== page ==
This past summer, fellow mountain biker and uber volunteer Bill Nelson used his Ford Tractor to help CROCT, our local mountain bike club, fashion various obstacles in our new skills park area along our Sechler Park mountain bike trail. I soon became his apprentice operator and it inspired me to take on the role of skills park ‘dirt boss’ for the trail. More details and skills park photos in this CROCT blog post.
Over three dozen trail workers (including 15+ kids) showed up at Rice County’s Caron Park on Saturday (National Trails Day) to work on the first segment of a CROCT mountain bike trail there (I’m a board member). The weather was gorgeous and the bugs were non-existent. Under the direction of trail steward and CROCT board prez Marty Larson, the crew worked from 9 am to noon.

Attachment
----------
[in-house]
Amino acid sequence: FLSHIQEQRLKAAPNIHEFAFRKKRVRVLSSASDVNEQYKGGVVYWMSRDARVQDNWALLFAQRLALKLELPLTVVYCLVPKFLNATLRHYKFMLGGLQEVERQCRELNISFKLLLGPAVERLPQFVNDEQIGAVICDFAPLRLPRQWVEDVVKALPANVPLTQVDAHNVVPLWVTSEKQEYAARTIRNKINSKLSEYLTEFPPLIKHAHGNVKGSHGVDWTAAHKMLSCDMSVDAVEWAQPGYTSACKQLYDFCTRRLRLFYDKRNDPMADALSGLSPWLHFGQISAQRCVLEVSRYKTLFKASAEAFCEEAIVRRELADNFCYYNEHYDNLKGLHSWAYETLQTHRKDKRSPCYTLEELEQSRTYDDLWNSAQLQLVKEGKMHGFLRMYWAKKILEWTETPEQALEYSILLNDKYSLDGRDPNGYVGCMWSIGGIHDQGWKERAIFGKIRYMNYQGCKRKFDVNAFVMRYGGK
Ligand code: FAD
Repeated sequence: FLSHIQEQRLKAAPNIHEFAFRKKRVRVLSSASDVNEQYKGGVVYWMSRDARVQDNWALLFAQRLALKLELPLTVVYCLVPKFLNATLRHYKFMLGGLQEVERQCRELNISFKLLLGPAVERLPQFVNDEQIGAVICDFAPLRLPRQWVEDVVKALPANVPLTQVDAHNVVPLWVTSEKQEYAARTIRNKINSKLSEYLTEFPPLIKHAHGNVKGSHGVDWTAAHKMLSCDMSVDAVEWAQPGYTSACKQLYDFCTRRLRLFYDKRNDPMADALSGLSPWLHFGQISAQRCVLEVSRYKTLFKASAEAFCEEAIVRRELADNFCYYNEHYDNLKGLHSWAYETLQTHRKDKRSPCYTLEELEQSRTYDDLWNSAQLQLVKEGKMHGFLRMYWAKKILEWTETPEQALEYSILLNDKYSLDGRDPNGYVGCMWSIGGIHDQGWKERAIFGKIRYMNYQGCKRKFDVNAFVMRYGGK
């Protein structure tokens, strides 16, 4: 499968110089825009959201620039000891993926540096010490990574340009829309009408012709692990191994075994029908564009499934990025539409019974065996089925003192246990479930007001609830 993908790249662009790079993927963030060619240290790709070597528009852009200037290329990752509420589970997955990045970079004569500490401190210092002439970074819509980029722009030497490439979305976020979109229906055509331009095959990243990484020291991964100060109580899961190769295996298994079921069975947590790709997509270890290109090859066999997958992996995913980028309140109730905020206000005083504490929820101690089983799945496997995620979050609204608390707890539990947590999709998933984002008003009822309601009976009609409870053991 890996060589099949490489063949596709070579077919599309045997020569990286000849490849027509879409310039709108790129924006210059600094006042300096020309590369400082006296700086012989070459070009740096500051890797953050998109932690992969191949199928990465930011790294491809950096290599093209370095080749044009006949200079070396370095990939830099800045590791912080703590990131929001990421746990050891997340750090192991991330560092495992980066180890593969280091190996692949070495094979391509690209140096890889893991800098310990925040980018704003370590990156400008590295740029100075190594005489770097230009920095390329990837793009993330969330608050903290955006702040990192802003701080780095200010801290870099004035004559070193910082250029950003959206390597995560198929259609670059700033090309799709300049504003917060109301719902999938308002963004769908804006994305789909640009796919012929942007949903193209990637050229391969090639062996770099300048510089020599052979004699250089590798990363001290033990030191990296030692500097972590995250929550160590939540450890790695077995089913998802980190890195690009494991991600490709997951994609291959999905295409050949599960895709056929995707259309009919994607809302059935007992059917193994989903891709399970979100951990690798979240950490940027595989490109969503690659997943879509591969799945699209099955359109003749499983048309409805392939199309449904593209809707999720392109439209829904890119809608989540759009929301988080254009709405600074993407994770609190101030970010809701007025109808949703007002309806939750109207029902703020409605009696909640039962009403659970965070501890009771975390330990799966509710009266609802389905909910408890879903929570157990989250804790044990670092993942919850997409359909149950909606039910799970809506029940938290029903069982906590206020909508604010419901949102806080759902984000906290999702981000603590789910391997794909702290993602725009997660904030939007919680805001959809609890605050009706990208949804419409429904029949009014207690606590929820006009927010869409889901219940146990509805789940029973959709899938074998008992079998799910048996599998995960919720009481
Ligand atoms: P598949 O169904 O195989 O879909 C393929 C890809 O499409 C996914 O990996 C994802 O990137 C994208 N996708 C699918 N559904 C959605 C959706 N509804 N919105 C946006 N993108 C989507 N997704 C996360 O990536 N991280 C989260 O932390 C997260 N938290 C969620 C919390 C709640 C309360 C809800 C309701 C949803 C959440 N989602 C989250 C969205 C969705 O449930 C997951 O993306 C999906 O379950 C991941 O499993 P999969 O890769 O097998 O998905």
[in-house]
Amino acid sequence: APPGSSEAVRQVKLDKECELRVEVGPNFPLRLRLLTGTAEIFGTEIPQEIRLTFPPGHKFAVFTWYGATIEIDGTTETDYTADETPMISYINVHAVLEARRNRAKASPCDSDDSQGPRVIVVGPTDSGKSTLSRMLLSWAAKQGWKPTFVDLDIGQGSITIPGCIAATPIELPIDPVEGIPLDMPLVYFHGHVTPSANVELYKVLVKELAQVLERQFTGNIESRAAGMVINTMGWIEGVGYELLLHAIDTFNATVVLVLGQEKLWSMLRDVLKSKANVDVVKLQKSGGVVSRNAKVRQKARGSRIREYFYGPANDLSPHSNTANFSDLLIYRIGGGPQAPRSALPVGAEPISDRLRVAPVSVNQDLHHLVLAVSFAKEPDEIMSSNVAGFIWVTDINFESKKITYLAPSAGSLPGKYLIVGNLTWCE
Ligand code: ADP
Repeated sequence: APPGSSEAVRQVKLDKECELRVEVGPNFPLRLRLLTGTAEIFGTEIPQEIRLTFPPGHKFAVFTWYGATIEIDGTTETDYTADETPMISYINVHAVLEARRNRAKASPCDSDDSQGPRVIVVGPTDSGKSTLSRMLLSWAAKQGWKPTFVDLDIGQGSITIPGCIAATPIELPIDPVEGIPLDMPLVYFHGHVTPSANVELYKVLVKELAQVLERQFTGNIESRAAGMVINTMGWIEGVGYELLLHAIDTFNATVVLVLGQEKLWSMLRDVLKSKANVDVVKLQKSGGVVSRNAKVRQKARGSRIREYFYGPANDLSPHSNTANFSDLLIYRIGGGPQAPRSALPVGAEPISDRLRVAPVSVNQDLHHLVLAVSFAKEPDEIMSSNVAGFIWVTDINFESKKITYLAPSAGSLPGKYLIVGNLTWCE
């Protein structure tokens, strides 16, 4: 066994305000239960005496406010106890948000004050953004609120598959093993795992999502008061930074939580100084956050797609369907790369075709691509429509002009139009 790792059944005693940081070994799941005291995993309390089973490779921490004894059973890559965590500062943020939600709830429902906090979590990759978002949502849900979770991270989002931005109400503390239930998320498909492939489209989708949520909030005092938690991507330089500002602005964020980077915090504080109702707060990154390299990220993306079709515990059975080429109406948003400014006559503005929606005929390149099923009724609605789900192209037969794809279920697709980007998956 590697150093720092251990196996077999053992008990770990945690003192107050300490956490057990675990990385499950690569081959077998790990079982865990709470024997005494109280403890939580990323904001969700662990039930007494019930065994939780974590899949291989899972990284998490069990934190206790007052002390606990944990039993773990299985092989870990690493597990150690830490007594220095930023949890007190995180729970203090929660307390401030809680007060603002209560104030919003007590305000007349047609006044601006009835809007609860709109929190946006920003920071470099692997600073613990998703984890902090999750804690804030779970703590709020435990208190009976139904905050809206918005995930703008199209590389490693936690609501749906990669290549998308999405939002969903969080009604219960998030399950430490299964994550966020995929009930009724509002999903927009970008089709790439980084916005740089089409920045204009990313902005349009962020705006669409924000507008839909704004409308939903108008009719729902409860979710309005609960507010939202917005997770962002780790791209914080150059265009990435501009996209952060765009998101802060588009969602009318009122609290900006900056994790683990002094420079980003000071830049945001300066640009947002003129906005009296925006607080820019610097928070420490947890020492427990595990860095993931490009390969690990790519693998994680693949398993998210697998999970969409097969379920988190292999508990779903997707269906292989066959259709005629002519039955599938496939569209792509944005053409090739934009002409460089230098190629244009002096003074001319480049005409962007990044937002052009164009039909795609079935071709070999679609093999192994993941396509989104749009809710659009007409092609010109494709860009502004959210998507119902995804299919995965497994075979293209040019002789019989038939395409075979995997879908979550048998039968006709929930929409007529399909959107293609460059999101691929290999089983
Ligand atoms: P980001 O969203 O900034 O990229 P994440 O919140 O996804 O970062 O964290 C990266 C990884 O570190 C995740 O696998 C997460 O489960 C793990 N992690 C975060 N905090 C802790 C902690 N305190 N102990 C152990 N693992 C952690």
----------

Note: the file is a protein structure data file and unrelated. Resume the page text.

We broke for lunch and beverages at noon. Milltown Cycles in Faribault donated and served the hot dogs, brats and pop. Bauers Southside Liquor in Faribault donated and served a great selection of beer:
After lunch, we raffled off some swag donated by Milltown Cycles to CROCT members in attendance. John Ebling and Kevin Keane won helmets and Jeff Kreis won a jersey. Four others got 3-packs of cycling socks:
I’m a member of the CROCT Board here in Rice County MN and after witnessing the speed of vehicle traffic on the recently reopened Sechler Road (it’s closed to vehicles during the winter months), we made a quick decision last week to remove the ditch crossing bridge that we installed recently and reroute the trail directly over the creek prior to the gate at the north entrance to the park, keeping riders completely away from the road/pavement.
The creek crossing required a bigger bridge than the one we used for the ditch so the two bridges that a crew of CROCT volunteers fashioned from the wood of the old Mill Towns Trail bridge were put into service: